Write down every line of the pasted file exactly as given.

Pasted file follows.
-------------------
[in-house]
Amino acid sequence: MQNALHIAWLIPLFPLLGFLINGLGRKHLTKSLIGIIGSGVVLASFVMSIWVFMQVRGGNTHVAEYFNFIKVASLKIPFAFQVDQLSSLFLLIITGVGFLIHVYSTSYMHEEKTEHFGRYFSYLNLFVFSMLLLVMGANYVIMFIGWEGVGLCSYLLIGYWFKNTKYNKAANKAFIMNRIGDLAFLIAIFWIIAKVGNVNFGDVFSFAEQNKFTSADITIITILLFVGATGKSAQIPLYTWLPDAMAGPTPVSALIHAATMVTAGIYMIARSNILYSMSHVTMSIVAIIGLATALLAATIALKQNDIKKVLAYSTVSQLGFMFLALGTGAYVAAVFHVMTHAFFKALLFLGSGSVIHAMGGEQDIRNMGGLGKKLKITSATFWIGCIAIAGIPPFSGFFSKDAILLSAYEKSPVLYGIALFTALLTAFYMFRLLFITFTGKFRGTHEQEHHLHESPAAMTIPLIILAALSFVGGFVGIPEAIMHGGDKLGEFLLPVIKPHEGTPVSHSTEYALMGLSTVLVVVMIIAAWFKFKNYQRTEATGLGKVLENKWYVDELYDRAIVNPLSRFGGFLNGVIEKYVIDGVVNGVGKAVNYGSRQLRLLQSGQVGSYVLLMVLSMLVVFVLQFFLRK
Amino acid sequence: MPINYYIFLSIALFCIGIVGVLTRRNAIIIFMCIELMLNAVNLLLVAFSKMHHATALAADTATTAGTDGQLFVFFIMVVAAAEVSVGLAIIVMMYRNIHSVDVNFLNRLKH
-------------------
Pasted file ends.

[in-house]
Amino acid sequence: MQNALHIAWLIPLFPLLGFLINGLGRKHLTKSLIGIIGSGVVLASFVMSIWVFMQVRGGNTHVAEYFNFIKVASLKIPFAFQVDQLSSLFLLIITGVGFLIHVYSTSYMHEEKTEHFGRYFSYLNLFVFSMLLLVMGANYVIMFIGWEGVGLCSYLLIGYWFKNTKYNKAANKAFIMNRIGDLAFLIAIFWIIAKVGNVNFGDVFSFAEQNKFTSADITIITILLFVGATGKSAQIPLYTWLPDAMAGPTPVSALIHAATMVTAGIYMIARSNILYSMSHVTMSIVAIIGLATALLAATIALKQNDIKKVLAYSTVSQLGFMFLALGTGAYVAAVFHVMTHAFFKALLFLGSGSVIHAMGGEQDIRNMGGLGKKLKITSATFWIGCIAIAGIPPFSGFFSKDAILLSAYEKSPVLYGIALFTALLTAFYMFRLLFITFTGKFRGTHEQEHHLHESPAAMTIPLIILAALSFVGGFVGIPEAIMHGGDKLGEFLLPVIKPHEGTPVSHSTEYALMGLSTVLVVVMIIAAWFKFKNYQRTEATGLGKVLENKWYVDELYDRAIVNPLSRFGGFLNGVIEKYVIDGVVNGVGKAVNYGSRQLRLLQSGQVGSYVLLMVLSMLVVFVLQFFLRK
Amino acid sequence: MPINYYIFLSIALFCIGIVGVLTRRNAIIIFMCIELMLNAVNLLLVAFSKMHHATALAADTATTAGTDGQLFVFFIMVVAAAEVSVGLAIIVMMYRNIHSVDVNFLNRLKH